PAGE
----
See Figure 1
The purpose of the clutch is to disconnect and connect engine power at the transmission. A vehicle at rest requires a lot of engine torque to get all that weight moving. An internal combustion engine does not develop a high starting torque (unlike steam engines) so it must be allowed to operate without any load until it builds up enough torque to move the vehicle. To a point, torque increases with engine rpm. The clutch allows the engine to build up torque by physically disconnecting the engine from the transmission, relieving the engine of any load or resistance.
The transfer of engine power to the transmission (the load) must be smooth and gradual; if it weren't, drive line components would wear out or break quickly. This gradual power transfer is made possible by gradually releasing the clutch pedal. The clutch disc and pressure plate are the connecting link between the engine and transmission. When the clutch pedal is released, the disc and plate contact each other (the clutch is engaged) physically joining the engine and transmission. When the pedal is pushed in, the disc and plate separate (the clutch is disengaged) disconnecting the engine from the transmission.
Most clutch assemblies consists of the flywheel, the clutch disc, the clutch pressure plate, the throwout bearing and fork, the actuating linkage and the pedal. The flywheel and clutch pressure plate (driving members) are connected to the engine crankshaft and rotate with it. The clutch disc is located between the flywheel and pressure plate, and is splined to the transmission shaft. A driving member is one that is attached to the engine and transfers engine power to a driven member (clutch disc) on the transmission shaft. A driving member (pressure plate) rotates (drives) a driven member (clutch disc) on contact and, in so doing, turns the transmission shaft.
There is a circular diaphragm spring within the pressure plate cover (transmission side). In a relaxed state (when the clutch pedal is fully released) this spring is convex; that is, it is dished outward toward the transmission. Pushing in the clutch pedal actuates the attached linkage. Connected to the other end of this is the throwout fork, which hold the throwout bearing. When the clutch pedal is depressed, the clutch linkage pushes the fork and bearing forward to contact the diaphragm spring of the pressure plate. The outer edges of the spring are secured to the pressure plate and are pivoted on rings so that when the center of the spring is compressed by the throwout bearing, the outer edges bow outward and, by so doing, pull the pressure plate in the same direction - away from the clutch disc. This action separates the disc from the plate, disengaging the clutch and allowing the transmission to be shifted into another gear. A coil type clutch return spring attached to the clutch pedal arm permits full release of the pedal. Releasing the pedal pulls the throwout bearing away from the diaphragm spring resulting in a reversal of spring position. As bearing pressure is gradually released from the spring center, the outer edges of the spring bow outward, pushing the pressure plate into closer contact with the clutch disc. As the disc and plate move closer together, friction between the two increases and slippage is reduced until, when full spring pressure is applied (by fully releasing the pedal) the speed of the disc and plate are the same. This stops all slipping, creating a direct connection between the plate and disc which results in the transfer of power from the engine to the transmission. The clutch disc is now rotating with the pressure plate at engine speed and, because it is splined to the transmission shaft, the shaft now turns at the same engine speed.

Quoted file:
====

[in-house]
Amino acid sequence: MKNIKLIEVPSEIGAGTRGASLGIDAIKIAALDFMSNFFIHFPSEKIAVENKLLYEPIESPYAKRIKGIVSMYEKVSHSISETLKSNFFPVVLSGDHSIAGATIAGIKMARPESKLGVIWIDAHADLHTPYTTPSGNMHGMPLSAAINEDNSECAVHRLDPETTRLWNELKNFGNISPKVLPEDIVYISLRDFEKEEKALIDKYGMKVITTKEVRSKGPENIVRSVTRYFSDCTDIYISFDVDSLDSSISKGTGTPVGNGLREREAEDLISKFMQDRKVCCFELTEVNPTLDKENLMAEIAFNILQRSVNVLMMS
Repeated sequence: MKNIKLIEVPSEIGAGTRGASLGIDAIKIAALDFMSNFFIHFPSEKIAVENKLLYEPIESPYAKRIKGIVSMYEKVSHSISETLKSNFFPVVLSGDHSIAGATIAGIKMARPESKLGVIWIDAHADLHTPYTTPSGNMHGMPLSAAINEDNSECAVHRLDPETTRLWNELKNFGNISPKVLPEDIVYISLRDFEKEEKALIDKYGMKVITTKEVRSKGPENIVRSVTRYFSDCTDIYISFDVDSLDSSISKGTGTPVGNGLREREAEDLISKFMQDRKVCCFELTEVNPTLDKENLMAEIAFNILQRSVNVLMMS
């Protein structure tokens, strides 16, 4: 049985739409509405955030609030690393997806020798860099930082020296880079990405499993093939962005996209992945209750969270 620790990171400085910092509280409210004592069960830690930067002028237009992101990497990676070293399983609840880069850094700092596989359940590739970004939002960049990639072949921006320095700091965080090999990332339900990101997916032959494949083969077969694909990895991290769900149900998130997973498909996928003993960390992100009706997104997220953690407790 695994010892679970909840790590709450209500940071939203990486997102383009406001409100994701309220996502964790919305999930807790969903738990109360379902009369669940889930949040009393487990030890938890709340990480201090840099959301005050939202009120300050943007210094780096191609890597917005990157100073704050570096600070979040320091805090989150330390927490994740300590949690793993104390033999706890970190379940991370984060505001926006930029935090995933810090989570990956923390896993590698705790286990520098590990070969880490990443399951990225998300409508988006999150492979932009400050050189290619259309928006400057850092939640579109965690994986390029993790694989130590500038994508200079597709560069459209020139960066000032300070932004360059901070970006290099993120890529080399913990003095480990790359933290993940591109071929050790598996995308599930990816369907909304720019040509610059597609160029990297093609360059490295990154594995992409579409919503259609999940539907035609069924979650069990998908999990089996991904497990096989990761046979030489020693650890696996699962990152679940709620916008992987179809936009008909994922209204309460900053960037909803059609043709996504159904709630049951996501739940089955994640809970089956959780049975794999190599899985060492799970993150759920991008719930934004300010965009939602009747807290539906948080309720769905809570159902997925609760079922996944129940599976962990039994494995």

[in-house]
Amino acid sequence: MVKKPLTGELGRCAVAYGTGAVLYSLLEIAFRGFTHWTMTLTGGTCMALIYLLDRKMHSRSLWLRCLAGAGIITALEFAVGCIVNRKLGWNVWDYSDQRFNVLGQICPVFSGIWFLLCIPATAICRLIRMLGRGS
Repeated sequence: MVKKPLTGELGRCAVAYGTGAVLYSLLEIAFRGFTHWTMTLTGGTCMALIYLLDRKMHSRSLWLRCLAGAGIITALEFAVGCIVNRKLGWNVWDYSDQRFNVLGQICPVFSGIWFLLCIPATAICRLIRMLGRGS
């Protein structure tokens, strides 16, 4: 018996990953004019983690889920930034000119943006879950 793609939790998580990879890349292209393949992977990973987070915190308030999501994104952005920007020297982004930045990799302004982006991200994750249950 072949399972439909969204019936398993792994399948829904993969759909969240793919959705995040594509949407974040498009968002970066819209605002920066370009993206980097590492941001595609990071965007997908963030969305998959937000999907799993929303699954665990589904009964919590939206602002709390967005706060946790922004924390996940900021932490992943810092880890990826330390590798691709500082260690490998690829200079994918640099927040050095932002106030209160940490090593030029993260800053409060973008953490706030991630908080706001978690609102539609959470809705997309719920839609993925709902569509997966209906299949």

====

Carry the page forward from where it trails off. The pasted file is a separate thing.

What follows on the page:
The clutch is operating properly if:
- It will stall the engine when released with the vehicle held stationary.
- The shift lever can be moved freely between 1st and reverse gears when the vehicle is stationary and the clutch disengaged.